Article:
Training Day Gym Educational Article - Training with Pain by Dr Sarah Elston

Training with pain

Pain and injuries happen. It’s frustrating, but it doesn’t always mean time away from training. More often than not, movement is an important step in your recovery from injury or managing your pain.  Below are some tips to help you through, but ultimately, don’t be stubborn and don’t mess around with pain too much. If your pain is worsening, remains unchanged or you get a sudden acute onset of pain while doing an activity, stop the activity and seek the opinion of a health professional.

1.       Change what you are doing.

Pain isn’t always a reason to stop training completely. It is always a reason to change what you are doing. First rule of pain, if it hurts, don’t do it! Do something else instead.

2.       Focus on recovery

Increase your rest periods between sets and increase your rest between training days. Allow your body time to recover. Give yourself the best chance of healing by ensuring you get adequate sleep, focus on proper nutrition, like getting adequate protein and carbohydrate intake and try to decrease your stress levels.

3.       Learn what aggravates your pain

Certain positions, certain movements and sometimes certain loads will aggravate pain. Others will make you feel better. Learn what triggers your pain. If you get low back pain when you extend (bend backwards) but not when you flex (bend forwards) stick with exercises that involve flexion and not extension. If you get pain when you do a deep squat, but not when you do a partial squat, keep doing the partial squats. If you get pain when you increase your loads, but not at lighter loads, keep the weight light.

4.       The ‘Pain Scale’

As a guide using a pain scale can really help determine whether you should train or not.

Level 0-3: You’re good to go. There’s no real reason to make too many modifications. Providing the pain doesn’t worsen after the activity.

Level 4-6: This region of pain is questionable. You’ll need to decrease your intensity, load and the range of motion you move through. You can still train.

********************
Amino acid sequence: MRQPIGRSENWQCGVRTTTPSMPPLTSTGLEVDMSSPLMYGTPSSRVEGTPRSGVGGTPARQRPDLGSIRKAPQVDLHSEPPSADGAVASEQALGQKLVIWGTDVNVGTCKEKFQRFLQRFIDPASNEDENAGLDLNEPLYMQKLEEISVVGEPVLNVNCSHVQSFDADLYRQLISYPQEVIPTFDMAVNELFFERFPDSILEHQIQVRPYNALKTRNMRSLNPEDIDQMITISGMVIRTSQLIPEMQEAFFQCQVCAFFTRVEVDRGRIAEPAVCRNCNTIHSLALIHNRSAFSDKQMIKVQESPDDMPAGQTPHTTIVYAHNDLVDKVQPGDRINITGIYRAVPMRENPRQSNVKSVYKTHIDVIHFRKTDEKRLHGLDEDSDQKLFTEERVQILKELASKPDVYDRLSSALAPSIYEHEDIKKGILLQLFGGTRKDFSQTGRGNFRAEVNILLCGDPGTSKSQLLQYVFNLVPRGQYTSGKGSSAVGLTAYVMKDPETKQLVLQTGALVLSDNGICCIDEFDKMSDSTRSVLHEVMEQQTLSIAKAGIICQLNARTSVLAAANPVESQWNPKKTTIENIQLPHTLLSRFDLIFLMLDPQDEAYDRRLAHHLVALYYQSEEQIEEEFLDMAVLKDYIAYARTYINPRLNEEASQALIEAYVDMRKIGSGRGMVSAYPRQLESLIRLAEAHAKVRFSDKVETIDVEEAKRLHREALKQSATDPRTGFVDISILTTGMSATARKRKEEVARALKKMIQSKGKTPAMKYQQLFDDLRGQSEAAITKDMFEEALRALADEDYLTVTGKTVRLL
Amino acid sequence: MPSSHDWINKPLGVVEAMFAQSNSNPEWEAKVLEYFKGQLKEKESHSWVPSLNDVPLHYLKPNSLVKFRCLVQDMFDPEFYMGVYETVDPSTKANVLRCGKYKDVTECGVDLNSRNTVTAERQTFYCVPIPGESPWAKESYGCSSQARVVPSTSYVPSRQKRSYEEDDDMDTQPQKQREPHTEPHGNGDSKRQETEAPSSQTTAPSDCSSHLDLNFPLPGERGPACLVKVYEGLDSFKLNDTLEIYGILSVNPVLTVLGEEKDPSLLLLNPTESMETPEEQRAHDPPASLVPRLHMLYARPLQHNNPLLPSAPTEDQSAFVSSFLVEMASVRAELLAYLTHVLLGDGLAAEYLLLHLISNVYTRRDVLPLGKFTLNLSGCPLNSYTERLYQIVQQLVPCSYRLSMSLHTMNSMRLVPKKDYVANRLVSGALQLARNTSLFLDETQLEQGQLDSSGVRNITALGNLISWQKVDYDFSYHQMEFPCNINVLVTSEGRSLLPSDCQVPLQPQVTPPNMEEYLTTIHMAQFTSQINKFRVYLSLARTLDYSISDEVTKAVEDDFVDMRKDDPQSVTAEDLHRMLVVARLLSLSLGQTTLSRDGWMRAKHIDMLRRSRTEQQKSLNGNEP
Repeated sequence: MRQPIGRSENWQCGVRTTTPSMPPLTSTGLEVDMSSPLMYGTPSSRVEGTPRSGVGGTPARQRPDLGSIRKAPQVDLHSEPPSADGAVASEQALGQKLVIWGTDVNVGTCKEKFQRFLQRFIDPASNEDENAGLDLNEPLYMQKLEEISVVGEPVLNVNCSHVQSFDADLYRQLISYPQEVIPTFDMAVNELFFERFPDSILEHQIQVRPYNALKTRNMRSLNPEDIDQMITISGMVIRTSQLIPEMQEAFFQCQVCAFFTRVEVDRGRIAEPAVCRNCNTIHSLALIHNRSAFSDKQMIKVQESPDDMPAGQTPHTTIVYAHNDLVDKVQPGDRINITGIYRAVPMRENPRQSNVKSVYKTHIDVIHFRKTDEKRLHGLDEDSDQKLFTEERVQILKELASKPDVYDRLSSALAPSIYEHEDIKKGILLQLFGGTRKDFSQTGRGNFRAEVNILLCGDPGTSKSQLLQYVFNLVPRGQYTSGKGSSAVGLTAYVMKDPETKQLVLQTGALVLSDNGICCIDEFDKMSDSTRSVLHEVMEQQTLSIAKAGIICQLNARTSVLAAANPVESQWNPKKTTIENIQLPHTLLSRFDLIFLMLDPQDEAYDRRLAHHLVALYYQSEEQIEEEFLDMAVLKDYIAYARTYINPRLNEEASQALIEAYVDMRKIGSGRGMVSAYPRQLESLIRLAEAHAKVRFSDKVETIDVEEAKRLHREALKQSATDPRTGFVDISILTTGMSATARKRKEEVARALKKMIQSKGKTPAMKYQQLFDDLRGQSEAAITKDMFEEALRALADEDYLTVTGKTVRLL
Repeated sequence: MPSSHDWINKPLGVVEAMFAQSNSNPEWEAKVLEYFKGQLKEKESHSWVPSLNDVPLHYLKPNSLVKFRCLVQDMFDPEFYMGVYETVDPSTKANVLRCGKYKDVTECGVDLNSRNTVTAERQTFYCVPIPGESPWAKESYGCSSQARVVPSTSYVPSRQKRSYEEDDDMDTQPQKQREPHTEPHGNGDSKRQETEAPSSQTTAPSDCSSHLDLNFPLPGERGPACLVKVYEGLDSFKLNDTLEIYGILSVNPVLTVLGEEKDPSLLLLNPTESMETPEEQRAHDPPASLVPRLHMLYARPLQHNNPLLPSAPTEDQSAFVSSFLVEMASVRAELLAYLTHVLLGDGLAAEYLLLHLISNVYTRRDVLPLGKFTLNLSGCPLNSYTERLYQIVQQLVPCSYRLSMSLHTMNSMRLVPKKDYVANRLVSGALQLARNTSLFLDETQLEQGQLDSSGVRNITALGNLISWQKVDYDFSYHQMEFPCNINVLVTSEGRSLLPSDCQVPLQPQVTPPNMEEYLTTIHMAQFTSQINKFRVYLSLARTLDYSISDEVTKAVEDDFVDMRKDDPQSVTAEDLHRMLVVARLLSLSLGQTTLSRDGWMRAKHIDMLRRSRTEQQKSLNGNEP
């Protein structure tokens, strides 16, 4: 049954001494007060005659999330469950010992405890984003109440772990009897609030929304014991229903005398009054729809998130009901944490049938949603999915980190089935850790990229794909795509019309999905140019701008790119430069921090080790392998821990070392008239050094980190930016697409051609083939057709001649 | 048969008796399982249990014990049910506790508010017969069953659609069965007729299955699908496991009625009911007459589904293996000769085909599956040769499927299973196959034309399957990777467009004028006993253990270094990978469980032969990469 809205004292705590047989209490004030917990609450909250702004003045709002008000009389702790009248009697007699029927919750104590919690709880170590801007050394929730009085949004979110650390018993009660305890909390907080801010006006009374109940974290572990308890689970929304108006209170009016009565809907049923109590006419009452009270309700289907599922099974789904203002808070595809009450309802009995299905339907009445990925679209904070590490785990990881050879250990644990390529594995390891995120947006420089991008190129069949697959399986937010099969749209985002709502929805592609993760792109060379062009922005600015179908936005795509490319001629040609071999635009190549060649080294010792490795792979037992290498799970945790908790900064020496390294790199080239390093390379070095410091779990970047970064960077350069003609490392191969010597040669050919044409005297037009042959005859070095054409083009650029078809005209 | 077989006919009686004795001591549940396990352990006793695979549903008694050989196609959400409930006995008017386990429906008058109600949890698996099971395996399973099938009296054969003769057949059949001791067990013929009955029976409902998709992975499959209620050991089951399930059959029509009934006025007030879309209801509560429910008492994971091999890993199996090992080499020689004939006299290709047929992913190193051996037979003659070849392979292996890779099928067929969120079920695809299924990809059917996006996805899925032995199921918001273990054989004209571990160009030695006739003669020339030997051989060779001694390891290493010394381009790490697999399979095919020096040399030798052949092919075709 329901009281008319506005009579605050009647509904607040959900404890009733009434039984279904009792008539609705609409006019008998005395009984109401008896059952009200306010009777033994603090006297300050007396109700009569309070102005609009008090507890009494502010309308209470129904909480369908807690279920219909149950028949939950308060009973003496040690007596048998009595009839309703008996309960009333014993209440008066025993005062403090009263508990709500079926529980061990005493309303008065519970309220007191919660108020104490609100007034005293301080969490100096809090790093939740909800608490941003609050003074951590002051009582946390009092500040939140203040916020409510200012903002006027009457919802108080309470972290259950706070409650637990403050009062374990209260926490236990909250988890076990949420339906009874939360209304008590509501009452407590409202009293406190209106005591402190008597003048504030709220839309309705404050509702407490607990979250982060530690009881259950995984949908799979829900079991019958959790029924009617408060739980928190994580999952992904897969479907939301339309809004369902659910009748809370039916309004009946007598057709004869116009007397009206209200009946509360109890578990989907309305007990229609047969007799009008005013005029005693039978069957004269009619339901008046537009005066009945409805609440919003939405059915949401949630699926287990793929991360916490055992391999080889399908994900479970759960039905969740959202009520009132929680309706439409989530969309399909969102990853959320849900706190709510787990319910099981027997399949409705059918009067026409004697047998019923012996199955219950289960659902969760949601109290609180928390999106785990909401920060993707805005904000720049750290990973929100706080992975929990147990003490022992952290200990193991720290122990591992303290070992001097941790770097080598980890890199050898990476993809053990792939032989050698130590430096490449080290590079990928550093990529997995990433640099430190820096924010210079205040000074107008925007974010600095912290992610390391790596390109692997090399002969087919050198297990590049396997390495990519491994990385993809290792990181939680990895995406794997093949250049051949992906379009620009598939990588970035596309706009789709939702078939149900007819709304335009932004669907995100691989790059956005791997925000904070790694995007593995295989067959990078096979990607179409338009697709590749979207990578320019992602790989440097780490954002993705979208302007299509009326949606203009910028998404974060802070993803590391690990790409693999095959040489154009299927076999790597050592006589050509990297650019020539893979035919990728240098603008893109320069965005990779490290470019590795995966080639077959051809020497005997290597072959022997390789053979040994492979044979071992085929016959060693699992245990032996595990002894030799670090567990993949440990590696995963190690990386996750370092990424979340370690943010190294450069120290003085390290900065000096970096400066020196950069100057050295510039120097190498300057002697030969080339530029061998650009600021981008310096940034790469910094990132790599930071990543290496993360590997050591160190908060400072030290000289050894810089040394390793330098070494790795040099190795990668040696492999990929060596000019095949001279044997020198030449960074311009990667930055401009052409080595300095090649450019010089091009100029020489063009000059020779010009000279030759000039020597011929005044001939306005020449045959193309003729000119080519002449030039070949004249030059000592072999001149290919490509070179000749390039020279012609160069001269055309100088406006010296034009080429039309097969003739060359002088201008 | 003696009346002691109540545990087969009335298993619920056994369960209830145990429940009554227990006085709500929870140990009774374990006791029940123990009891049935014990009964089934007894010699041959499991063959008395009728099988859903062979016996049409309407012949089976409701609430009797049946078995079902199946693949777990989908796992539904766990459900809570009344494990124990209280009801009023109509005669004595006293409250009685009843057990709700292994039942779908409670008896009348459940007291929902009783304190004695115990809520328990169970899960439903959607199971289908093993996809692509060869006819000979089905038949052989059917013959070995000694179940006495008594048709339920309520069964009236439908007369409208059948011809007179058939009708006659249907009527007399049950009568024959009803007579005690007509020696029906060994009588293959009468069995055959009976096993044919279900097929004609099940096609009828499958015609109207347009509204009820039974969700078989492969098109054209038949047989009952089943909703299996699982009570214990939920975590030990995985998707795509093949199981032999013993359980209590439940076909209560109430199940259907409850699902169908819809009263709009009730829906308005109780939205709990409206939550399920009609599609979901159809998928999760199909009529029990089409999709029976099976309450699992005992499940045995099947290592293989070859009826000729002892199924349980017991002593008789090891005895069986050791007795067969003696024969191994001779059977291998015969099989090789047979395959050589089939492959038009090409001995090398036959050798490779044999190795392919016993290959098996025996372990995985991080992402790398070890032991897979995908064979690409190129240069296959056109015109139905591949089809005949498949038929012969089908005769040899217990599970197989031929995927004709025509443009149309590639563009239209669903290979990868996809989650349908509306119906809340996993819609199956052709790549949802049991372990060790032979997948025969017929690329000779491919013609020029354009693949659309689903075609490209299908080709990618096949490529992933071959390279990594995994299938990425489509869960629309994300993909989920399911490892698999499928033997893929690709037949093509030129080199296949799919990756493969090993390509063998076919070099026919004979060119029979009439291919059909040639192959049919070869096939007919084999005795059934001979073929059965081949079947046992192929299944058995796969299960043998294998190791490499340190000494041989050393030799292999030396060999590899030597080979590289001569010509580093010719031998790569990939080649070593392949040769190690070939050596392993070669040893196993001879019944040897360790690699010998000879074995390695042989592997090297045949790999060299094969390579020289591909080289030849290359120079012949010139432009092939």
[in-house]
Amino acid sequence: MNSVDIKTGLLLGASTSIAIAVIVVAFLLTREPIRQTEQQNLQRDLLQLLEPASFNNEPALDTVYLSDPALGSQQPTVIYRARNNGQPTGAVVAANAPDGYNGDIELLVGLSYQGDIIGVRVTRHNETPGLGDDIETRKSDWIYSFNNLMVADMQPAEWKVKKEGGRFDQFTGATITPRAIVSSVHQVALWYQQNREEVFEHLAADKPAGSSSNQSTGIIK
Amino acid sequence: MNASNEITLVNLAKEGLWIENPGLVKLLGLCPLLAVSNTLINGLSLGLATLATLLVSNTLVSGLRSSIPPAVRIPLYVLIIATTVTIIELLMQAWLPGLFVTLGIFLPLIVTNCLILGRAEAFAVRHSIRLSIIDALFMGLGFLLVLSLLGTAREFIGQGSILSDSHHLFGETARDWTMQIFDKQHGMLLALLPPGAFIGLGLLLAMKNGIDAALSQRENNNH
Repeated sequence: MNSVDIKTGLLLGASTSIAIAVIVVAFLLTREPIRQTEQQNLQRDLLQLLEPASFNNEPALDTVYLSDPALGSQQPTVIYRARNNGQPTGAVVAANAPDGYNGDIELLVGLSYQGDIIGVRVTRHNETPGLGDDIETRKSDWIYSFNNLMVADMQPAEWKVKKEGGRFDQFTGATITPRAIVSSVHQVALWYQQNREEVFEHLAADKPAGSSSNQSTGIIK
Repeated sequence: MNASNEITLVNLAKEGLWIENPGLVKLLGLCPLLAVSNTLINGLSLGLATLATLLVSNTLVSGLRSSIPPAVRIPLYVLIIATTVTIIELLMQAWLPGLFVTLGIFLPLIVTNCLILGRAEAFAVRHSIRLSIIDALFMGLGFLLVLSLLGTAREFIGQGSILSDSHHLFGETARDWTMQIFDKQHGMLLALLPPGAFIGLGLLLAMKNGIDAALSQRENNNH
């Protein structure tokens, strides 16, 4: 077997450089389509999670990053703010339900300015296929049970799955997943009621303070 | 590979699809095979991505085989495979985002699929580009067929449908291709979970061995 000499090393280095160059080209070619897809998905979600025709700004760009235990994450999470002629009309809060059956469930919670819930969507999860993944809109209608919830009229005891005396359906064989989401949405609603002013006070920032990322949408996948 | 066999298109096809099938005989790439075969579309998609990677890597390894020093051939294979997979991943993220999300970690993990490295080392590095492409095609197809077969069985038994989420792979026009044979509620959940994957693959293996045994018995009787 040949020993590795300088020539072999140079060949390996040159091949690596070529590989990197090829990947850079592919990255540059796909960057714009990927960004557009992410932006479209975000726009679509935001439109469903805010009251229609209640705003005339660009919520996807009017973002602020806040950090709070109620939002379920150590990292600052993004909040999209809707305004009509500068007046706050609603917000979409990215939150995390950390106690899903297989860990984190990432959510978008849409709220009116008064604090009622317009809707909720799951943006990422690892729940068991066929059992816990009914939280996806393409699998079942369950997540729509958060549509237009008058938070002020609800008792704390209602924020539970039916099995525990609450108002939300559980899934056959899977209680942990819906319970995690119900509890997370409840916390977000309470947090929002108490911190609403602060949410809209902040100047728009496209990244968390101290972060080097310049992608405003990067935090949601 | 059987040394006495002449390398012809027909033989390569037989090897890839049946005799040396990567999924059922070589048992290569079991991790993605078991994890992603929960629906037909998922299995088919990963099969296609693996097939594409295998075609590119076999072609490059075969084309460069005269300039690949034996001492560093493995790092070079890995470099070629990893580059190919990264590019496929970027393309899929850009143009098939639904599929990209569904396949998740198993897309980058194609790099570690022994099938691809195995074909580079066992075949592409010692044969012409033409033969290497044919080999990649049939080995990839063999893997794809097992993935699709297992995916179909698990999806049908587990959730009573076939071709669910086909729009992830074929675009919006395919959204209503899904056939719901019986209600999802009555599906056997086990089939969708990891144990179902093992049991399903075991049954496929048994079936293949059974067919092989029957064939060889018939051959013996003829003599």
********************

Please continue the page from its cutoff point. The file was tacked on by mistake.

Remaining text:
Level 7-10: Stop and seek advice. When you’re getting this level of pain, you need to stop. You need to get a health professional to help to check you out. This doesn’t always mean you have to stop training completely. For example, if you’re getting really bad knee pain, you can still train your upper body.

5.       Rest isn’t always the answer

All too often, rest is advised or people use pain as an excuse to stop training completely. More often than not, some type of movement is better than no movement at all. That said, sometimes (but rarely), complete rest is necessary. Certain exercises will always help with different pain and injuries. This is known as exercise induced analgesia (exercise that helps decrease pain). Just consult with a health professional (not google) about what you can and can’t do if you are experiencing pain. 

6.       Don’t ignore pain.

Pain is your body’s way of telling you something or something you are doing isn’t right for you. Something is going wrong. Stop and listen to your body. Pain is always there for a reason. Getting it checked over by a health professional, like a chiropractor, myotherapist, physiotherapist or even a good coach, is always a good idea. Especially when it’s ‘just a niggle.’ So many times, I see people debilitated by pain which started out as ‘just a niggle’, which ends up in extended time off training. Getting little things checked over as they arise can save you a lot of time away from training, pain and money in the long run.


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